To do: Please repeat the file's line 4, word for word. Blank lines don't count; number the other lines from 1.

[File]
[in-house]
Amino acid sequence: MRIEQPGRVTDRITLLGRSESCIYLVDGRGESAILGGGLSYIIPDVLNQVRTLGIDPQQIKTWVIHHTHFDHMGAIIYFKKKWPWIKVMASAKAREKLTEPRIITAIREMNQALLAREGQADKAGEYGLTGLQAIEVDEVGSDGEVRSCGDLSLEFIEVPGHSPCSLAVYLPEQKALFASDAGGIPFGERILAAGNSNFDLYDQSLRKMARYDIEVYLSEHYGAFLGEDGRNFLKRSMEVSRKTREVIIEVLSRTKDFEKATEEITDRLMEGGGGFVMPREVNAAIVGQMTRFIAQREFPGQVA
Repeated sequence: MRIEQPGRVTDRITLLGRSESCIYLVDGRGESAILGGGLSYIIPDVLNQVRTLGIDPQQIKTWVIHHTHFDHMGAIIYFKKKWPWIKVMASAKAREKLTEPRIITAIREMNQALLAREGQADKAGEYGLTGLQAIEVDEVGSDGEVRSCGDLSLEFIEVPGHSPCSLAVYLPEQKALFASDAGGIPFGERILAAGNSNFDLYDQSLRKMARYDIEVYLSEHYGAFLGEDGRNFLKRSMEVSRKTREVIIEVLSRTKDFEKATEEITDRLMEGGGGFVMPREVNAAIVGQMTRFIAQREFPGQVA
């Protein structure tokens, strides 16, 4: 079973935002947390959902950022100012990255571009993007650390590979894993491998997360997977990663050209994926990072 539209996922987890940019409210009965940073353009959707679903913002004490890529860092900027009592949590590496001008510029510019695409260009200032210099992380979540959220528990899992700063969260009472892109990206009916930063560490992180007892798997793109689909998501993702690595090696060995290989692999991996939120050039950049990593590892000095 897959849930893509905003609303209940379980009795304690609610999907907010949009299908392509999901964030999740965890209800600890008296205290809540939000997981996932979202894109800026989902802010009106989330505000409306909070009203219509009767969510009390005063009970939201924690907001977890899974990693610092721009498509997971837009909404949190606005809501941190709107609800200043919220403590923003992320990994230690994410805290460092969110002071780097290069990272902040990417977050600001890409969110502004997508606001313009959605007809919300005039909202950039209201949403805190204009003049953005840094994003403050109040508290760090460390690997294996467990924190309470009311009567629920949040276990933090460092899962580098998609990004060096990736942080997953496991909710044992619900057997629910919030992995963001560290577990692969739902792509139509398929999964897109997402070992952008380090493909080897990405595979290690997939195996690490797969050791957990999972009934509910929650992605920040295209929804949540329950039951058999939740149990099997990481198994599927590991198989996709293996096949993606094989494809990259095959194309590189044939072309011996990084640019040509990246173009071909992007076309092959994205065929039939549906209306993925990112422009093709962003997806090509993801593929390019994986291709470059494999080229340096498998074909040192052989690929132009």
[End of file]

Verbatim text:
């Protein structure tokens, strides 16, 4: 079973935002947390959902950022100012990255571009993007650390590979894993491998997360997977990663050209994926990072 539209996922987890940019409210009965940073353009959707679903913002004490890529860092900027009592949590590496001008510029510019695409260009200032210099992380979540959220528990899992700063969260009472892109990206009916930063560490992180007892798997793109689909998501993702690595090696060995290989692999991996939120050039950049990593590892000095 897959849930893509905003609303209940379980009795304690609610999907907010949009299908392509999901964030999740965890209800600890008296205290809540939000997981996932979202894109800026989902802010009106989330505000409306909070009203219509009767969510009390005063009970939201924690907001977890899974990693610092721009498509997971837009909404949190606005809501941190709107609800200043919220403590923003992320990994230690994410805290460092969110002071780097290069990272902040990417977050600001890409969110502004997508606001313009959605007809919300005039909202950039209201949403805190204009003049953005840094994003403050109040508290760090460390690997294996467990924190309470009311009567629920949040276990933090460092899962580098998609990004060096990736942080997953496991909710044992619900057997629910919030992995963001560290577990692969739902792509139509398929999964897109997402070992952008380090493909080897990405595979290690997939195996690490797969050791957990999972009934509910929650992605920040295209929804949540329950039951058999939740149990099997990481198994599927590991198989996709293996096949993606094989494809990259095959194309590189044939072309011996990084640019040509990246173009071909992007076309092959994205065929039939549906209306993925990112422009093709962003997806090509993801593929390019994986291709470059494999080229340096498998074909040192052989690929132009």